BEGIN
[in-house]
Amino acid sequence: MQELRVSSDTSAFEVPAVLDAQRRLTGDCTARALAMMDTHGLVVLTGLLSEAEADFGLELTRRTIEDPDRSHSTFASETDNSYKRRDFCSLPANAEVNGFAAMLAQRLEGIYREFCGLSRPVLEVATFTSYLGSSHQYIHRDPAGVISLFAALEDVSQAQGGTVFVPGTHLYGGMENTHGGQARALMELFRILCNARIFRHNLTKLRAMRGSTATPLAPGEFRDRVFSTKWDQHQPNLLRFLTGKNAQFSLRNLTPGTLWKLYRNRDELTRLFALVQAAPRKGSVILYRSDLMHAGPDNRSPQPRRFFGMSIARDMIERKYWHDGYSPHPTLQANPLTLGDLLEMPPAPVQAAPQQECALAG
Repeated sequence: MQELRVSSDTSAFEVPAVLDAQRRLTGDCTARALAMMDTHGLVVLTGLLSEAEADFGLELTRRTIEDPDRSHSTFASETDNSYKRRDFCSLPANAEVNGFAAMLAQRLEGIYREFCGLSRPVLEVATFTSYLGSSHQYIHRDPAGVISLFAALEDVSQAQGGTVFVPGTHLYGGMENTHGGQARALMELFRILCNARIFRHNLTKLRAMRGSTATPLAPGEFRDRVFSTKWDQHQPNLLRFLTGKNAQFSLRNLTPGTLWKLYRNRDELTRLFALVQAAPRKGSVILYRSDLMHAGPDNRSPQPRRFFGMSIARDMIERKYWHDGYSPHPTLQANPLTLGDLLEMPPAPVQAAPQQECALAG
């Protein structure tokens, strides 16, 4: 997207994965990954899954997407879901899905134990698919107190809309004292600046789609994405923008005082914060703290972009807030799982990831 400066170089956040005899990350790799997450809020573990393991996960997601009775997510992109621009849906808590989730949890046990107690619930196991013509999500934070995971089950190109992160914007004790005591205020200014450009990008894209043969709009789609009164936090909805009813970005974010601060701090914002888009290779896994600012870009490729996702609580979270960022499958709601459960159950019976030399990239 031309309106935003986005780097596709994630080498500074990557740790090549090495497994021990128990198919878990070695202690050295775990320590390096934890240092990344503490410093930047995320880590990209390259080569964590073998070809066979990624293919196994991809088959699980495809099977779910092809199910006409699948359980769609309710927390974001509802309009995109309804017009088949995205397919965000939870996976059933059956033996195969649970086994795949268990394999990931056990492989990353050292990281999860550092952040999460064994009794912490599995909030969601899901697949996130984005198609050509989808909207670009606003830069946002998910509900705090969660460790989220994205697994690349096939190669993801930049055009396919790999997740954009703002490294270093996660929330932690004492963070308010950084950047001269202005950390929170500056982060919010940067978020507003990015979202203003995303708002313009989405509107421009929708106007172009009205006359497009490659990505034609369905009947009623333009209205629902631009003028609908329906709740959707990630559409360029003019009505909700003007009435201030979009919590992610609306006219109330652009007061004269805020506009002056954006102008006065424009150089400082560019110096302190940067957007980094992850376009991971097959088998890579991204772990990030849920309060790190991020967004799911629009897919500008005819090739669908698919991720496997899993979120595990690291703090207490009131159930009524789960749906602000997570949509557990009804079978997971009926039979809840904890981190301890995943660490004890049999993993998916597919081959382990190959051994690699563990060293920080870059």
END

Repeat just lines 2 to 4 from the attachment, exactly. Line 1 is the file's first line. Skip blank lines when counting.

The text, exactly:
Amino acid sequence: MQELRVSSDTSAFEVPAVLDAQRRLTGDCTARALAMMDTHGLVVLTGLLSEAEADFGLELTRRTIEDPDRSHSTFASETDNSYKRRDFCSLPANAEVNGFAAMLAQRLEGIYREFCGLSRPVLEVATFTSYLGSSHQYIHRDPAGVISLFAALEDVSQAQGGTVFVPGTHLYGGMENTHGGQARALMELFRILCNARIFRHNLTKLRAMRGSTATPLAPGEFRDRVFSTKWDQHQPNLLRFLTGKNAQFSLRNLTPGTLWKLYRNRDELTRLFALVQAAPRKGSVILYRSDLMHAGPDNRSPQPRRFFGMSIARDMIERKYWHDGYSPHPTLQANPLTLGDLLEMPPAPVQAAPQQECALAG
Repeated sequence: MQELRVSSDTSAFEVPAVLDAQRRLTGDCTARALAMMDTHGLVVLTGLLSEAEADFGLELTRRTIEDPDRSHSTFASETDNSYKRRDFCSLPANAEVNGFAAMLAQRLEGIYREFCGLSRPVLEVATFTSYLGSSHQYIHRDPAGVISLFAALEDVSQAQGGTVFVPGTHLYGGMENTHGGQARALMELFRILCNARIFRHNLTKLRAMRGSTATPLAPGEFRDRVFSTKWDQHQPNLLRFLTGKNAQFSLRNLTPGTLWKLYRNRDELTRLFALVQAAPRKGSVILYRSDLMHAGPDNRSPQPRRFFGMSIARDMIERKYWHDGYSPHPTLQANPLTLGDLLEMPPAPVQAAPQQECALAG
């Protein structure tokens, strides 16, 4: 997207994965990954899954997407879901899905134990698919107190809309004292600046789609994405923008005082914060703290972009807030799982990831 400066170089956040005899990350790799997450809020573990393991996960997601009775997510992109621009849906808590989730949890046990107690619930196991013509999500934070995971089950190109992160914007004790005591205020200014450009990008894209043969709009789609009164936090909805009813970005974010601060701090914002888009290779896994600012870009490729996702609580979270960022499958709601459960159950019976030399990239 031309309106935003986005780097596709994630080498500074990557740790090549090495497994021990128990198919878990070695202690050295775990320590390096934890240092990344503490410093930047995320880590990209390259080569964590073998070809066979990624293919196994991809088959699980495809099977779910092809199910006409699948359980769609309710927390974001509802309009995109309804017009088949995205397919965000939870996976059933059956033996195969649970086994795949268990394999990931056990492989990353050292990281999860550092952040999460064994009794912490599995909030969601899901697949996130984005198609050509989808909207670009606003830069946002998910509900705090969660460790989220994205697994690349096939190669993801930049055009396919790999997740954009703002490294270093996660929330932690004492963070308010950084950047001269202005950390929170500056982060919010940067978020507003990015979202203003995303708002313009989405509107421009929708106007172009009205006359497009490659990505034609369905009947009623333009209205629902631009003028609908329906709740959707990630559409360029003019009505909700003007009435201030979009919590992610609306006219109330652009007061004269805020506009002056954006102008006065424009150089400082560019110096302190940067957007980094992850376009991971097959088998890579991204772990990030849920309060790190991020967004799911629009897919500008005819090739669908698919991720496997899993979120595990690291703090207490009131159930009524789960749906602000997570949509557990009804079978997971009926039979809840904890981190301890995943660490004890049999993993998916597919081959382990190959051994690699563990060293920080870059």